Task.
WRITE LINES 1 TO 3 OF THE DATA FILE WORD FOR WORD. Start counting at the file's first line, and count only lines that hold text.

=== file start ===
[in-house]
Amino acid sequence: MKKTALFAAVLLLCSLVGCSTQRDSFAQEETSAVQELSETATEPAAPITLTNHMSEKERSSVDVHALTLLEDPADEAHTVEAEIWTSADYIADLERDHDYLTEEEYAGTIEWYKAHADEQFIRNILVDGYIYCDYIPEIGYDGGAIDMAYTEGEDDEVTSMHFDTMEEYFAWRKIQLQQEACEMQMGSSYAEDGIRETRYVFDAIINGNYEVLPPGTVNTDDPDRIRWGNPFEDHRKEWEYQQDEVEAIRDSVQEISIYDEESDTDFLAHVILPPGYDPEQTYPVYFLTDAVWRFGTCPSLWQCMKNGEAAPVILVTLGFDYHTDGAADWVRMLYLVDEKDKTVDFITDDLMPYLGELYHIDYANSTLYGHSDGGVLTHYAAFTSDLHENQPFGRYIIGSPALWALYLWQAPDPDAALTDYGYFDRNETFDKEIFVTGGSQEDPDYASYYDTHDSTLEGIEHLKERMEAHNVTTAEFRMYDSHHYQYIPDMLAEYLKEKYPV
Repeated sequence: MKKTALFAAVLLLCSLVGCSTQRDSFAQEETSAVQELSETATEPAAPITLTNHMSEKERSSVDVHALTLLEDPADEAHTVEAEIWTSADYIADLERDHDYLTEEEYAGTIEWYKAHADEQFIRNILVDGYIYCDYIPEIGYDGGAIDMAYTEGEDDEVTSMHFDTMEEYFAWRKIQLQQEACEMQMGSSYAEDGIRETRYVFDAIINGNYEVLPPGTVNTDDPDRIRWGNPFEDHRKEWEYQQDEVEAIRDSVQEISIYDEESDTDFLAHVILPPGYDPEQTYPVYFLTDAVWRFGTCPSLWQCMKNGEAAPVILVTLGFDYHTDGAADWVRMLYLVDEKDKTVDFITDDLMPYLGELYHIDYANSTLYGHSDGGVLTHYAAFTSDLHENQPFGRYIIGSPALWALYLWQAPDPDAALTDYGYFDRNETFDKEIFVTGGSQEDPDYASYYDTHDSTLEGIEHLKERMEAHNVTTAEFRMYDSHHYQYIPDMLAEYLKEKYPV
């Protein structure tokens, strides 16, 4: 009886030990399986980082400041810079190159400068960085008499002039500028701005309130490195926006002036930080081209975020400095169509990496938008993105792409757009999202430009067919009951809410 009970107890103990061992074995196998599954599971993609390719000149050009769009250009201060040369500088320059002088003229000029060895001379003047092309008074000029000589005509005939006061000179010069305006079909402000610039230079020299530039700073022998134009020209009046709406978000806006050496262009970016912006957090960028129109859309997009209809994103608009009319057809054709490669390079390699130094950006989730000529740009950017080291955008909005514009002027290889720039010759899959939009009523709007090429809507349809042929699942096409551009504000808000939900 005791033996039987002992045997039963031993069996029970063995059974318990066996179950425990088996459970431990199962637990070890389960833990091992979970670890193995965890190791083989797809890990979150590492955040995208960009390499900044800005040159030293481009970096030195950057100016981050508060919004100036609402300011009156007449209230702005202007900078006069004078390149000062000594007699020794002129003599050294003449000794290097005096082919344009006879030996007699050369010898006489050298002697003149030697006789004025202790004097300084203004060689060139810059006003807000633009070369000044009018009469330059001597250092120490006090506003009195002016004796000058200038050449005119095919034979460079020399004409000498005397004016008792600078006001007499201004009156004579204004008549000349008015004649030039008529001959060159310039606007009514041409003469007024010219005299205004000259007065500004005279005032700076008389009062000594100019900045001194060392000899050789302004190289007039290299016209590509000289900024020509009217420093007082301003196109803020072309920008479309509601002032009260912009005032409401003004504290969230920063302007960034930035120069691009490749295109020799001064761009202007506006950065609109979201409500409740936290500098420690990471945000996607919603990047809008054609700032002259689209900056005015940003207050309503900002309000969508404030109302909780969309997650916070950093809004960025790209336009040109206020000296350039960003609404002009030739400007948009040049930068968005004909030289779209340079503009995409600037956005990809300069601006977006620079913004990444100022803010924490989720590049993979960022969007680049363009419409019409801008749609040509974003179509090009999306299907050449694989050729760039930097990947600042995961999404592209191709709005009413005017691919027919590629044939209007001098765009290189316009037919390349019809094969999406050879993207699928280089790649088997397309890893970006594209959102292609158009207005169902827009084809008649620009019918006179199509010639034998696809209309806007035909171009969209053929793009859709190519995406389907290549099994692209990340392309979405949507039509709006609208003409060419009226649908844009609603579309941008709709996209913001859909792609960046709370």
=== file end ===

[in-house]
Amino acid sequence: MKKTALFAAVLLLCSLVGCSTQRDSFAQEETSAVQELSETATEPAAPITLTNHMSEKERSSVDVHALTLLEDPADEAHTVEAEIWTSADYIADLERDHDYLTEEEYAGTIEWYKAHADEQFIRNILVDGYIYCDYIPEIGYDGGAIDMAYTEGEDDEVTSMHFDTMEEYFAWRKIQLQQEACEMQMGSSYAEDGIRETRYVFDAIINGNYEVLPPGTVNTDDPDRIRWGNPFEDHRKEWEYQQDEVEAIRDSVQEISIYDEESDTDFLAHVILPPGYDPEQTYPVYFLTDAVWRFGTCPSLWQCMKNGEAAPVILVTLGFDYHTDGAADWVRMLYLVDEKDKTVDFITDDLMPYLGELYHIDYANSTLYGHSDGGVLTHYAAFTSDLHENQPFGRYIIGSPALWALYLWQAPDPDAALTDYGYFDRNETFDKEIFVTGGSQEDPDYASYYDTHDSTLEGIEHLKERMEAHNVTTAEFRMYDSHHYQYIPDMLAEYLKEKYPV
Repeated sequence: MKKTALFAAVLLLCSLVGCSTQRDSFAQEETSAVQELSETATEPAAPITLTNHMSEKERSSVDVHALTLLEDPADEAHTVEAEIWTSADYIADLERDHDYLTEEEYAGTIEWYKAHADEQFIRNILVDGYIYCDYIPEIGYDGGAIDMAYTEGEDDEVTSMHFDTMEEYFAWRKIQLQQEACEMQMGSSYAEDGIRETRYVFDAIINGNYEVLPPGTVNTDDPDRIRWGNPFEDHRKEWEYQQDEVEAIRDSVQEISIYDEESDTDFLAHVILPPGYDPEQTYPVYFLTDAVWRFGTCPSLWQCMKNGEAAPVILVTLGFDYHTDGAADWVRMLYLVDEKDKTVDFITDDLMPYLGELYHIDYANSTLYGHSDGGVLTHYAAFTSDLHENQPFGRYIIGSPALWALYLWQAPDPDAALTDYGYFDRNETFDKEIFVTGGSQEDPDYASYYDTHDSTLEGIEHLKERMEAHNVTTAEFRMYDSHHYQYIPDMLAEYLKEKYPV